Oyo State Governor Seyi Makinde has alleged that a contractor with untraceable office address was awarded the Moniya-Iseyin road for N7billion by the immediate past administration.
According to him, N2billion out of the total contract sum was paid to the contractor, who he described as ‘faceless’.
The governor added that his assessment of the job done so far on the site would barely pass for N150million.
Makinde spoke after taking a tour of the road leading to the Pacesetter Quarry and Asphalt plant, located at Km 25, Moniya-Iseyin Road, Ojedeji Village in Akinyele Local Government Area for an assessment of the plant.
The governor lamented that the road which serves as the economic route for farm and agricultural produce into the state could be abandoned after the contractor collected N2 billion, with little or nothing to show for it on the project site.
He said his effort at locating the site address of the contractor to interact with them on the level of work done despite the amount of money released, revealed that the office address was not traceable and the name faceless.
Makinde said: “My impression of the work done so far if I will have to evaluate and cost it, it couldn’t have been more than N150million that I will spend on it.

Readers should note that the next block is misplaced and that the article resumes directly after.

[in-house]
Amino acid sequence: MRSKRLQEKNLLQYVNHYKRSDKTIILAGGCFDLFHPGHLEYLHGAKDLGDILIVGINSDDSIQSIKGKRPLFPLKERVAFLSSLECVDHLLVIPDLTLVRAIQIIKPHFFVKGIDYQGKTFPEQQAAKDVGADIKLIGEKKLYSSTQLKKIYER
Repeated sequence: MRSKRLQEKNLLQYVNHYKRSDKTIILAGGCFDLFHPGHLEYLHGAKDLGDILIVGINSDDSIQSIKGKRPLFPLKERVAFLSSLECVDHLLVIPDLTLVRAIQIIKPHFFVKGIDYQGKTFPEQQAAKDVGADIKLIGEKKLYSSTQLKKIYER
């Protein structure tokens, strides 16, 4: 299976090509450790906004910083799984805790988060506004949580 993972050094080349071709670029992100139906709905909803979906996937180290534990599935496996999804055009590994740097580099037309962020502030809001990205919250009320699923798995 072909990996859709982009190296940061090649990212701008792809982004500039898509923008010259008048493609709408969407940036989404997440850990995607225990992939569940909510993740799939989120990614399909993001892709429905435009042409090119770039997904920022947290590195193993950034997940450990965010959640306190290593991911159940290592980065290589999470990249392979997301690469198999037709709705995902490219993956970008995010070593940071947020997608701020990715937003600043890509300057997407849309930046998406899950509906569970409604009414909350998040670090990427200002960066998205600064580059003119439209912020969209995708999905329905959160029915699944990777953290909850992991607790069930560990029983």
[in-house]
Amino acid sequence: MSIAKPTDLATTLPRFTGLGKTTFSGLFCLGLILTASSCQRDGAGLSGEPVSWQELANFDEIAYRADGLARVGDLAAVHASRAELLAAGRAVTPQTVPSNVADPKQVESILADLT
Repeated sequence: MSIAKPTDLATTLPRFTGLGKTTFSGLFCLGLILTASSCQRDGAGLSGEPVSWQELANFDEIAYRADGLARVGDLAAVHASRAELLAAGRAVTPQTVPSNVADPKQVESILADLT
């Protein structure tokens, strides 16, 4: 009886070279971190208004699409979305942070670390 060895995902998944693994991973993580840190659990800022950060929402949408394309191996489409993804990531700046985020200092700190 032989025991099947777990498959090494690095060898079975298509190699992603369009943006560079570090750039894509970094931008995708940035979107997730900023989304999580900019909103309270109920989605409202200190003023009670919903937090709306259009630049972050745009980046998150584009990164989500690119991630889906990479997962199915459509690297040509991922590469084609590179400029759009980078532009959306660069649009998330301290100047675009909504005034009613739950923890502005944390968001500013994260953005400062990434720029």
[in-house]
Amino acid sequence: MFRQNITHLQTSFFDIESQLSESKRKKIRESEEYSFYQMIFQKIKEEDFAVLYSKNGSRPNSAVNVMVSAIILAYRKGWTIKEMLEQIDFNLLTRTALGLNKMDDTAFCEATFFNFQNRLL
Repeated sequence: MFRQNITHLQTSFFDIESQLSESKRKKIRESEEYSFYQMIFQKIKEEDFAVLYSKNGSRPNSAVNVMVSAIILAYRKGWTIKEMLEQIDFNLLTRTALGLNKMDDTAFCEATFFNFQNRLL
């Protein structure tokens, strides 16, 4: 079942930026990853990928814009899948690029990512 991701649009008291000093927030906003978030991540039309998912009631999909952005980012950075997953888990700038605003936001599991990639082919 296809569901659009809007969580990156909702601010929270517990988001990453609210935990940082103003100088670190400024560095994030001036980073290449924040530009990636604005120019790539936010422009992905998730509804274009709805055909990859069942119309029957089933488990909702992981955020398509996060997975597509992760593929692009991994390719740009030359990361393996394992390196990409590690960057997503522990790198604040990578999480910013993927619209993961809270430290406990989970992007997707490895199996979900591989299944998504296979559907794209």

“It was a faceless contractor and we don’t even know where their offices are located. I could have stopped by to go and discuss with them, but there is nowhere to stop by.”
On the quarry and asphalt plant, which has been abandoned in the past eight years, Makinde expressed disappointment that the project that could have fetch the state some revenue was left unattended to due to political difference.
The asphalt plant was established during the tenure of Senator Rashidi Ladoja, but could not attract any partner under the proposed Public-Private Partnership agreement.
The inspection, according to the governor, was targetted at reviving the facility in order to reduce the money spent on road projects by the state government.
“What we will do is that we will look at what has gone on it through the files, but it is a shame that we have an asset like this and it was just allowed to rot because of political considerations. And we will have to send people here to check the integrity of what we have here and quickly see what we can do because we are buying a whole lot of asphalt from other places for road maintenance agencies.
“What we came to do is to check the integrity of the plant. Sometimes, it may be better to start something from the start, if we cannot bring this back to life, but the concept was well thought of and the state government has been buying asphalt from the third party, so we might as well put this back to life,” the governor said.[?]